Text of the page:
Our Center for Innovation works with internal and external inventors to improve health care for patients at Regional One Health and beyond.
The innovation center team recently started a partnership with Christian Brothers University that lets students contribute their engineering knowledge to real-world projects.
It’s a win-win. The students gain valuable experience, and the innovation center benefits from new perspective and the chance to build Memphis’s innovation ecosystem.
Bright young minds, problems in need of a solution, and space to hash out ideas: it’s a winning combination that benefits both Regional One Health and Christian Brothers University.
The two organizations recently embarked on a partnership that will give CBU students a chance to contribute their engineering knowledge to projects at our Center for Innovation. It’s a perfect fit for the innovation center’s mission of bringing disrupting thinking to the health care industry while improving medical services for patients in Memphis and beyond.
Center for Innovation Director Alejandra Alvarez said partnerships like the one with CBU help achieve those goals: “Regional One Health cares for some of the most traumatic and challenging cases and has research orientation and commitment to innovation, and the Center for Innovation is able to bring those two worlds together to fuel disruptive health care innovation,” she said.
For Michael “Sean” June, PhD, associate professor of mechanical engineering at CBU’s Gadomski School of Engineering, the relationship gives students real-world experience they can carry with them into their careers. Since he teaches many first-generation college students from demographics that aren’t traditionally well-represented in engineering, it’s a way to open doors.
“As a teaching university, our mission is to take these kids and develop them into engineers. We’re not here to screen them, but to develop them,” Dr. June said. “We take a holistic approach so that they leave CBU as productive, experienced engineers.”
The Center for Innovation is supporting that by giving his students the opportunity to apply their engineering expertise to real-world endeavors. Their first project, aimed at protecting health care providers at the height of a pandemic, couldn’t be more timely.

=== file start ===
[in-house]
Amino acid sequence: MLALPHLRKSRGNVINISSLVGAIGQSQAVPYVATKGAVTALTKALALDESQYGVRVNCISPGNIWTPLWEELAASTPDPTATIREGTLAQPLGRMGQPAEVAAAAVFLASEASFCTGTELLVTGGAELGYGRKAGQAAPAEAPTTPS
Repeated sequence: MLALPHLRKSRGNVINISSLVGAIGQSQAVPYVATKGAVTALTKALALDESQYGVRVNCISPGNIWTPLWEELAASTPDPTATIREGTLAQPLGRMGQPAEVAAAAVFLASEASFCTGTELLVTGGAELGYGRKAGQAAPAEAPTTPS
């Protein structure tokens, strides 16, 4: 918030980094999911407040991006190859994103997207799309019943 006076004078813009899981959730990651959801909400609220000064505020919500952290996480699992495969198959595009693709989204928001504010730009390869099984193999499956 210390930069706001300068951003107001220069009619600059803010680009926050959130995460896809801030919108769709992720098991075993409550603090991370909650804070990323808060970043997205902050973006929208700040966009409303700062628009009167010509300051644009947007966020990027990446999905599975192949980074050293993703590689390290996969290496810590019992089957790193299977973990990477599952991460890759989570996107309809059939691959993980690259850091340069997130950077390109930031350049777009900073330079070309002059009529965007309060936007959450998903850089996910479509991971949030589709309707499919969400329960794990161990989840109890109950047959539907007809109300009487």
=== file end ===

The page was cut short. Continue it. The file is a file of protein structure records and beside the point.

Earlier this year, Alvarez approached Dr. June with that first initiative – an intubation tent that shields providers from respiratory droplets during airway procedures. Regional One Health Certified Registered Nurse Anesthetists Frank Williams and Mary Farris-Conley had created a prototype and were working with the Center for Innovation on testing, refining and scaling.
Alvarez knew her innovation center team had the expertise needed to help them refine their idea through testing and feedback. For years, the center has worked with external and internal innovators on a series of successful projects aimed at improving health care, such as a new device to heal bone fractures and a Manuka honey-based wound care product.
At the same time, she also knew involving the CBU students would enrich that process while helping her accomplish another key part of her mission. Students could provide engineering perspective on the nuts and bolts of incorporating feedback into an improved prototype, and she would get to promote new engineers who can be part of a bright future for innovation.
“One of our underlying objectives is building the Memphis ecosystem to attract innovators, so this is a perfect fit for our work. Engineering students are essentially the inventors of the future,” Alvarez said.
To kick off the partnership, Alvarez and Dr. June tasked students with finding ways to make the intubation tent portable, easy to use and easy to store. Students reviewed existing products, including the one created by the Regional One Health providers, then worked on their concepts.
“There are different ways to innovate, and I don’t necessarily tell the students which approach to use,” Dr. June said. “Our partnership with Regional One Health exposes them to really good, creative ideas, and it gives them a chance to collect and channel those ideas.”
Students start with a brainstorming process that Dr. June bases on his time as a master inventor at IBM, where he obtained 25 patents. “IBM’s ecosystem and support structure ensures you can be innovative. I’m bringing that ecosystem and methodology to CBU,” he said. “Our environment is intellectually safe, and that gives me an opportunity to teach this innovation mindset.”
Dr. June’s process, coupled with the framework and methodology at the Center for Innovation, lets students play a meaningful role in real-world projects and in supporting Memphis’s growth as an innovation hub. In doing so, they learn about all aspects of the engineering process.
“My generation built model airplanes and took apart stereos. This generation has wound up not doing those things as much,” Dr. June laughed. “We see a lot of students in engineering programs without the skills you need to do simple prototyping, such as soldering, measuring and cutting. Those skills are important, and allow us teach them through project-based learning.”
“It’s very valuable for the students,” he added. “We’re building a long-term relationship that gives students a chance to work on real-world problems. Regional One Health and the Center for Innovation are an important partner, and we look forward to being in it for the long haul.”
Alvarez agrees. “We’re always looking for high-performing partnerships that help us move ideas forward,” she said. “We look forward to a fruitful relationship with more projects in the future. The possibilities are as endless as the types of ideas that come through our doors!”